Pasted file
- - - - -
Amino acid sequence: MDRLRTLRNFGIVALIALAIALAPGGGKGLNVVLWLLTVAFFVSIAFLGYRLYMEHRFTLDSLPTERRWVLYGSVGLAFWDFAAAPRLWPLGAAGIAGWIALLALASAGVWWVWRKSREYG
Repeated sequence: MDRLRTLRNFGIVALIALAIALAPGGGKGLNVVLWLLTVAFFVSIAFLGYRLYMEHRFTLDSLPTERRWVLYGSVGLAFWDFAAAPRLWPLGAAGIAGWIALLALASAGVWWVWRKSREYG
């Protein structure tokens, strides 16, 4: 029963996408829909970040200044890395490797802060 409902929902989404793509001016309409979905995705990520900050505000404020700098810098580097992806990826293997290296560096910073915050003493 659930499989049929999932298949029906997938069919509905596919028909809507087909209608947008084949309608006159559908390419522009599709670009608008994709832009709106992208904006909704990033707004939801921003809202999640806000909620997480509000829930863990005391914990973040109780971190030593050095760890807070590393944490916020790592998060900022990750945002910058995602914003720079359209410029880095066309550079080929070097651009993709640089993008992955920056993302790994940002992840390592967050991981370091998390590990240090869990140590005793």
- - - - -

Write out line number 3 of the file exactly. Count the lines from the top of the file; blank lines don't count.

């Protein structure tokens, strides 16, 4: 029963996408829909970040200044890395490797802060 409902929902989404793509001016309409979905995705990520900050505000404020700098810098580097992806990826293997290296560096910073915050003493 659930499989049929999932298949029906997938069919509905596919028909809507087909209608947008084949309608006159559908390419522009599709670009608008994709832009709106992208904006909704990033707004939801921003809202999640806000909620997480509000829930863990005391914990973040109780971190030593050095760890807070590393944490916020790592998060900022990750945002910058995602914003720079359209410029880095066309550079080929070097651009993709640089993008992955920056993302790994940002992840390592967050991981370091998390590990240090869990140590005793």